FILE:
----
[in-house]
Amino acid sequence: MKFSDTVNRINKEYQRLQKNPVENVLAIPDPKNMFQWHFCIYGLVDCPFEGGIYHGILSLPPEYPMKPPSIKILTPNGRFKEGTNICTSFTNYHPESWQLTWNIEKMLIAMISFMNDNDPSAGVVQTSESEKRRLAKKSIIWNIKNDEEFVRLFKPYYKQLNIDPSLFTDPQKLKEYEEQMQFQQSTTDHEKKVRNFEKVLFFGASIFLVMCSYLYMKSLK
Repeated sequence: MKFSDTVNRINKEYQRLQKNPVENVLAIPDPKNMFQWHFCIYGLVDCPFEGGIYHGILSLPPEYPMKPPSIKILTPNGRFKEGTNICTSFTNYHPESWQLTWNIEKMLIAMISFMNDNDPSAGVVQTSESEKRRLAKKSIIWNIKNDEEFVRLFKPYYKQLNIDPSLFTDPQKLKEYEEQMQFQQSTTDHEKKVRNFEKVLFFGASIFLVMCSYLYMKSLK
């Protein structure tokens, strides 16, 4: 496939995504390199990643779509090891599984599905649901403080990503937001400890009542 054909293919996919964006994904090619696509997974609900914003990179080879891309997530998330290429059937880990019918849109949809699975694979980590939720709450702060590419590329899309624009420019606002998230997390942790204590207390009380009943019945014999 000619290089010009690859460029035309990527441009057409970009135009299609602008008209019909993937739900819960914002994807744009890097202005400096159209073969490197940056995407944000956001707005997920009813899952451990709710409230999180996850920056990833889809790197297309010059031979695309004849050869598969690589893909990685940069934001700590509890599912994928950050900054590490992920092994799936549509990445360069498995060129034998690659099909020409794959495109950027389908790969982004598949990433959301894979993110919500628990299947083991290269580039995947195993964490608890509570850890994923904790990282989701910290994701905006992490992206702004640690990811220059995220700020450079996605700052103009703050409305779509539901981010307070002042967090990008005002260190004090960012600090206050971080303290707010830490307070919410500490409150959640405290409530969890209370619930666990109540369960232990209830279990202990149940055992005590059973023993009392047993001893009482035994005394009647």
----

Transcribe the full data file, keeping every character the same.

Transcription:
[in-house]
Amino acid sequence: MKFSDTVNRINKEYQRLQKNPVENVLAIPDPKNMFQWHFCIYGLVDCPFEGGIYHGILSLPPEYPMKPPSIKILTPNGRFKEGTNICTSFTNYHPESWQLTWNIEKMLIAMISFMNDNDPSAGVVQTSESEKRRLAKKSIIWNIKNDEEFVRLFKPYYKQLNIDPSLFTDPQKLKEYEEQMQFQQSTTDHEKKVRNFEKVLFFGASIFLVMCSYLYMKSLK
Repeated sequence: MKFSDTVNRINKEYQRLQKNPVENVLAIPDPKNMFQWHFCIYGLVDCPFEGGIYHGILSLPPEYPMKPPSIKILTPNGRFKEGTNICTSFTNYHPESWQLTWNIEKMLIAMISFMNDNDPSAGVVQTSESEKRRLAKKSIIWNIKNDEEFVRLFKPYYKQLNIDPSLFTDPQKLKEYEEQMQFQQSTTDHEKKVRNFEKVLFFGASIFLVMCSYLYMKSLK
């Protein structure tokens, strides 16, 4: 496939995504390199990643779509090891599984599905649901403080990503937001400890009542 054909293919996919964006994904090619696509997974609900914003990179080879891309997530998330290429059937880990019918849109949809699975694979980590939720709450702060590419590329899309624009420019606002998230997390942790204590207390009380009943019945014999 000619290089010009690859460029035309990527441009057409970009135009299609602008008209019909993937739900819960914002994807744009890097202005400096159209073969490197940056995407944000956001707005997920009813899952451990709710409230999180996850920056990833889809790197297309010059031979695309004849050869598969690589893909990685940069934001700590509890599912994928950050900054590490992920092994799936549509990445360069498995060129034998690659099909020409794959495109950027389908790969982004598949990433959301894979993110919500628990299947083991290269580039995947195993964490608890509570850890994923904790990282989701910290994701905006992490992206702004640690990811220059995220700020450079996605700052103009703050409305779509539901981010307070002042967090990008005002260190004090960012600090206050971080303290707010830490307070919410500490409150959640405290409530969890209370619930666990109540369960232990209830279990202990149940055992005590059973023993009392047993001893009482035994005394009647």